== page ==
He says one of the weapons Satan uses to steal believers’ time is social media – keeping them so busy chatting and posting that they don’t have time for Bible study, prayer, church or family.

“Many Christians today appear very busy but actually they are just chatting. Some husbands and wives don’t have time for each other because they are busy on Facebook. The time a couple should spend bonding or discussing family matters is instead spent on Facebook, WhatsApp, Instagram and Twitter,” he says, adding that social media can also be a threat to community.

“I once boarded a matatu to the city centre and noticed that nearly every passenger was busy on their phone. No one was talking to the other. I realised that social media is a powerful tool that has taken many people captive to the extent that it has killed our natural socialisation and fellowship.”

Patrick Makokha, a born-again Christian, businessman and information technology expert, says most believers do not know the proper use of Facebook. He says the inventors of social media networks intended for people to use them to connect and pass information, but many users have gone overboard.

“Nowadays, it is not uncommon for some believers to post pictures of themselves half-naked in bed, or for gospel singers to show themselves leading a service. I know some do it out of mere excitement and don’t have improper motives but in the long run, it doesn’t edify anyone spiritually,” he says.

To him, believers can use Facebook to post content about evangelism, Bible verses for encouragement, Bible questions or prayers points.

“If you post a picture of yourself boarding a plane for the first time, or a new car, house, phone, husband, wife or children, many might comment, but when they realise you are fond of posting only things pertaining to yourself, the comments start reducing. With time, you realise some of your friends have gone quiet,” observes Makokha, who is also a singer, guitarist and keyboard player at Green Pastures Tabernacle, Nairobi.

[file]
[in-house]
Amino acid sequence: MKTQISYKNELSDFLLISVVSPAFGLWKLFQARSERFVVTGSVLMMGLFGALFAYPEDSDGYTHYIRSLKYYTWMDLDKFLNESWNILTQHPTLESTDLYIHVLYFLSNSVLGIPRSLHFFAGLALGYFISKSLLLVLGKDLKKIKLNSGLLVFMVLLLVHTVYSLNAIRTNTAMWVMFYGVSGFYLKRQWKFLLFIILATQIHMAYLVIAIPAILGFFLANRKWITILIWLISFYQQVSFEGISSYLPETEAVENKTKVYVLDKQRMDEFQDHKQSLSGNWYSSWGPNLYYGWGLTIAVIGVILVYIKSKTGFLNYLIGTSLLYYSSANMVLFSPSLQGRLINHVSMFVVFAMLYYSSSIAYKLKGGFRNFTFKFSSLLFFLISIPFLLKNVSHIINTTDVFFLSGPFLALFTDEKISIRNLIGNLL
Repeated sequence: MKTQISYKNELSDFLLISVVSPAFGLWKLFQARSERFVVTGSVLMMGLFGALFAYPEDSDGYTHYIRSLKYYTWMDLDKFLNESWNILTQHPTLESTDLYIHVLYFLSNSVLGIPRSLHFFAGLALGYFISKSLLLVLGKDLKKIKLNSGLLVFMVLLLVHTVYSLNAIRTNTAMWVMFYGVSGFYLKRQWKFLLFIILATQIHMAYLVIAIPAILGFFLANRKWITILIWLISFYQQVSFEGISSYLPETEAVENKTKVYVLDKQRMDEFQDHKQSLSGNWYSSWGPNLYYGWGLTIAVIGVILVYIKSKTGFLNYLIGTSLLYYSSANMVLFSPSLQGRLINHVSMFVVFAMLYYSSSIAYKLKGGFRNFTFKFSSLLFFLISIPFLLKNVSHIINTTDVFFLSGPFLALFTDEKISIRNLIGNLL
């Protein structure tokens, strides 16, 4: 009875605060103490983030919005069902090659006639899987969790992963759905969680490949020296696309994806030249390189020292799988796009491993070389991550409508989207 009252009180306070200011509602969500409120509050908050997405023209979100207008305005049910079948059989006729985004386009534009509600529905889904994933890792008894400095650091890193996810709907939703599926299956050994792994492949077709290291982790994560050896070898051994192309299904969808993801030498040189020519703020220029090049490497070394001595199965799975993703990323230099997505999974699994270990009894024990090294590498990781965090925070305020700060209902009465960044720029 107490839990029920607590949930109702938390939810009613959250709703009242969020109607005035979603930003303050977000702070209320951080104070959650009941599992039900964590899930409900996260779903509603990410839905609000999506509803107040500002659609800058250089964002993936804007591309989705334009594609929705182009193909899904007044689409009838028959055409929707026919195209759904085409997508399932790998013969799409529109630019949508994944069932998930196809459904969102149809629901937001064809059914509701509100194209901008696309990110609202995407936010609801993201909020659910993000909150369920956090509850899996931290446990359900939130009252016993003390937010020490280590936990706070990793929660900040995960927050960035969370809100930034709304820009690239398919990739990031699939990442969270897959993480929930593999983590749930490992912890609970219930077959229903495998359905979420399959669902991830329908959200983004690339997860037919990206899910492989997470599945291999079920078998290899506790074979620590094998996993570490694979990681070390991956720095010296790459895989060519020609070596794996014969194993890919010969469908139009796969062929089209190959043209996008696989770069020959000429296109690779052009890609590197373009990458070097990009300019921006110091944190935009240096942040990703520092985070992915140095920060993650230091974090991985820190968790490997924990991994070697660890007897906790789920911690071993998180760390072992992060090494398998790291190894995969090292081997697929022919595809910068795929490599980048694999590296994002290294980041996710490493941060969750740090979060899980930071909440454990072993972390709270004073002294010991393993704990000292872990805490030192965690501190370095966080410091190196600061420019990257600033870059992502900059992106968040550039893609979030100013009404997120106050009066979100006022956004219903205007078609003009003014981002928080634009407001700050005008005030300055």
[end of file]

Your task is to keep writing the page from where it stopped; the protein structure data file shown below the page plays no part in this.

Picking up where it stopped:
He says many people often feel the urge to share whatever is happening in their lives and if their Facebook friends don’t comment, they feel let down.

“I think that is where the issue of showing off comes in. Some believers suffer from low self-worth and want to be told all the time that they are pretty, sexy, smart and the like. Instead of letting God praise them, they seek man’s approval.”

Makokha believes God created everyone beautiful in their own way and the moment a person feels inadequate, he or she gives room to Satan and begins to doubt God’s faithfulness and goodness.

He adds that it is “sickening” to see couples post updates about every stage of their relationship. “Okay, you’re in love, that is good. But I don’t need to be reminded how in love you are every day.”

He thinks pastors should counsel church members on the correct use of social media. “Technology is advancing and believers should know how to balance between social media use and their spiritual growth,” he says. “Even if you decide to post pictures of what you own, which is not an offence, be careful not to do it for publicity but as a way of encouraging others to trust God since no one can judge your motives except your Creator.”

Kilonzo agrees that pastors must educate their congregations on the correct use of social media.

“It is tricky nowadays to tell whether one is using a phone or tablet in church to read Scripture, take notes or chat on Facebook,” he says.

At COPMI, they discouraged the use of phones or tablets during church services so people could concentrate. They also advised against rushing to reply to comments on posts or pictures, especially when there is no understanding of context.

“You should take your time and read other people’s comments on the post before deciding whether to join the debate or keep quiet,” he urges. “And when you post a picture of a vehicle given to your pastor as a gift, for example, the words you use might lead many to question your motive. Explain why you have posted the picture, what the occasion was and, if possible, give supportive Bible verses to back your action.”